Safari 5 Extensions

Three years ago, I asked why do Mac users use Firefox?  The answer was very clear – extensions. And having used Firefox for a while now having been forced to use Windows at work, I do see the merit of this sort of flexibility.  (Well, mainly to block Flash).

With the release of Safari 5.01 and the official Apple Safari Extensions Gallery, lists are popping up all over about favorite Safari extensions, as Apple has brought this Firefox-esque attributed to Windows and Mac versions of Safari.  Tidbits posted a list of five essential extensions, and Macworld 25 of their favorites.  So, below are some of my favorites, mostly culled from those lists:

  • Javascript BlackList – By far my favorite, this blacklist can kill just about any annoying script on any page.  From Tynt (shame on Wired for using it) to the Meebo Sharebar to all those annoying ads based on keywords with the double-underlined green text.  Essential. If you download only one extension, make it this one.  Much simpler than Firefox’s NoScript, which is entirely too complicated for my needs.
  • AutoPagerize – This one doesn’t work on every site perfectly, but in theory this will automagically load the next page of annoying sites that artificially create page breaks (Slate, I’m looking at you.)
  • AutoComplete – Be a bit careful with this one, it’ll let you use Safari’s saved password entry feature on any site, and ignore those financial institutions and other places that forbid autocompletion of forms.  Useful on your home computer, perhaps it’s best if your work computer can’t save you bank password, etc. (Many people, including Kelle, are big fans of OnePassword, which saves/syncs passwords on multiple computers, and works in various browsers.)
  • NoMoreiTunes – This will keep web pages from launching iTunes.  You’ll just get the web-page based preview of the song or movie.
  • Reload Button – Brings back a reload button in the toolbar.
  • Open in Papers – I haven’t used this one but it’s a replacement for the Papers bookmarklet, let’s you open any page inside the popular Papers program to manage, um, papers, journal articles, etc.
  • This is funny.  Either eliminate Comic Sans entirely or make it be everywhere.  I’m surprised there isn’t an extension that replaces Arial with Helvetica (though I guess Windows computers don’t have Helevtica, do they?)
  • The awesome Click To Flash is a Safari plug-in, so Mac OS X only.  I briefly used a plug-in blocker extension, but now, low and behold, a Safari Extension Version of Click to Flash exists. On a Mac, the plugin is better, I think.  But the latter works on Windows too.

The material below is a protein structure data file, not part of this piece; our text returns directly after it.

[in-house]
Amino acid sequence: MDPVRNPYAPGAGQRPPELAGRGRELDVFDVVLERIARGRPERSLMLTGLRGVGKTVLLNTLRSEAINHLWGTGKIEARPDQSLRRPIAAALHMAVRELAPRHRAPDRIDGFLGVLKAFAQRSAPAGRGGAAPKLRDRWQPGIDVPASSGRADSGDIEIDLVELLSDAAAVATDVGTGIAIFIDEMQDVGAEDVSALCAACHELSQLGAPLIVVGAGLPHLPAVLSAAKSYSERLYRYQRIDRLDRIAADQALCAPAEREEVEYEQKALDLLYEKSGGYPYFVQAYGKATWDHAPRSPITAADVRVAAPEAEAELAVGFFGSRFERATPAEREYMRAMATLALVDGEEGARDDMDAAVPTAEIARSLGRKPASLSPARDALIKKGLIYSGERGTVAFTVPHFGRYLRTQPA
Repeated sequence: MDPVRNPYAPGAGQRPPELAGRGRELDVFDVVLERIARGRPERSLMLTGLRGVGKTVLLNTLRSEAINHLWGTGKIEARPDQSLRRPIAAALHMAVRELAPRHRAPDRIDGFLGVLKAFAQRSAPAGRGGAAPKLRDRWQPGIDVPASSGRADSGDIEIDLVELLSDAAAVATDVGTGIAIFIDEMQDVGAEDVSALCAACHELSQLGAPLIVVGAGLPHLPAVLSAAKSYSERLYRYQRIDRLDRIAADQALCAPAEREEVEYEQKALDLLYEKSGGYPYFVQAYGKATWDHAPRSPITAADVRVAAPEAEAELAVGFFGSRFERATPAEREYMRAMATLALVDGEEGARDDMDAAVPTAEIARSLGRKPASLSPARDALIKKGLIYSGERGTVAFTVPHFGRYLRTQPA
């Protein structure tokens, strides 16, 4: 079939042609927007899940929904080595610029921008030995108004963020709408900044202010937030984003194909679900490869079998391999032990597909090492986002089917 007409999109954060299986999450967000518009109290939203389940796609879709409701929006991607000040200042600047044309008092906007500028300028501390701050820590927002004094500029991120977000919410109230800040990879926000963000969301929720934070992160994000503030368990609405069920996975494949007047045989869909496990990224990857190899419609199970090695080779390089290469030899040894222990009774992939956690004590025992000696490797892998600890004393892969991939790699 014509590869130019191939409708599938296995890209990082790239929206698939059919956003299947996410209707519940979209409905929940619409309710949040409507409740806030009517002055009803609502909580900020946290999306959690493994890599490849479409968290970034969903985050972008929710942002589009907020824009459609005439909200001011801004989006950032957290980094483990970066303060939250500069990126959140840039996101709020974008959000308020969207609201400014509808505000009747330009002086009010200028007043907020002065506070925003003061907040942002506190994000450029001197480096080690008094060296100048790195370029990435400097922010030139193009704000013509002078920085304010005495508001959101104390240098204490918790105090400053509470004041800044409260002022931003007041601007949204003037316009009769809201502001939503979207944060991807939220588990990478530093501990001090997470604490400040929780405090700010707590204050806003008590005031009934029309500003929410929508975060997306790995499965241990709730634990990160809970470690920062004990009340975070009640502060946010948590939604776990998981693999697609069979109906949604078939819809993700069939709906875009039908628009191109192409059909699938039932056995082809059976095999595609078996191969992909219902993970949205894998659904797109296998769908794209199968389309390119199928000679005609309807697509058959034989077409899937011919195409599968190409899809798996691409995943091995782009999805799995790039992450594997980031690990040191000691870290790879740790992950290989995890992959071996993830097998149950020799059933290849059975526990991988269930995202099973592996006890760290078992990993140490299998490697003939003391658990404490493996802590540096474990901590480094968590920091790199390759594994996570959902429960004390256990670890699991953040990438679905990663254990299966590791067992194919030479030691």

• ClickToPlugin – Similar to the extension that kills Flash, this knocks out any <embed> tag so that would stop things like Silverlight, Quicktime (I think), etc.

Ok, that does it for my handful of ideas.  Include your favorites in the comments.  One note about adblockers, of which I’m sure there are many.  Don’t use them.  Blocking Flash and obnoxious javascript keyword ads is one thing – they are buggy, slow, extra-annoying.  But most sites depend on ad revenue to keep them in business.  So killing all their ads deprives them of income that allows the site to exist. Lord knows newspapers and magazines are struggling, the last thing they need is their one, already inadequate, online income stream made worse.  Killing Flash and keyword ads just encourages people to use less onerous advertising.

Oh, and why do I use Safari in general?  It’s a real, Mac-like application, that uses Mac user-interface controls, and interfaces with built-in Mac OS X features like the address book, keychain, spell checker, etc.   Firefox UI pieces don’t feel right because it’s all based on XUL, not native UI (Camino, however, has a truly native UI.) Firefox is an excellent cross-platform browser, but its cross-platform roots show.

Safari also is pretty good about standards compliance, and supports HTML5 and H.264 video, which Firefox currently says they won’t do.  Also, maybe Safari is faster, but that’s not why I use it.  When I use a Mac, I want it to feel like a Mac – that’s the real reason. Clearly, not every Mac user has this opinion, but for me the choice is clear.  (Strictly speaking, I use the nightly builds of Webkit.)

4 comments… add one
  • Charon Aug 27, 2010 @ 14:50

    Of course, both Firefox and Safari have the Mac-only problem of putting the “back” button immediately adjacent to the “close the window” button. It doesn’t happen often, but occasionally I will click the latter instead of the former, and lose a window with ~15 tabs (yes, I should find a way to remember papers I want to read other than just leaving them open in a tab).

    FreeBSD, Linux, etc. don’t have this problem. (As I recall, Windows doesn’t either, but that’s it’s own little level of hell.) I don’t know why OS X feels the need to keep putting the window control buttons on the left…

  • Tom Aug 29, 2010 @ 23:00

    @Charon: In Safari, go to the Preferences -> Tabs, and check that “Confirm before closing multiple tabs or windows” is ticked – this prevents inadvertently closing 15 tabs in one go.

  • John Aug 30, 2010 @ 5:40

    Of course, you can do the same in Firefox (Preferences -> Tabs -> “Warn me when closing multiple tabs”). And if you manage to close them all anyway, you can go to History -> Recently Closed Windows to get them all back again easily.

  • sitharus Sep 17, 2010 @ 5:44

    After my latest update comic sans be gone can now replace Arial with Helvetica. It was the most requested feature!

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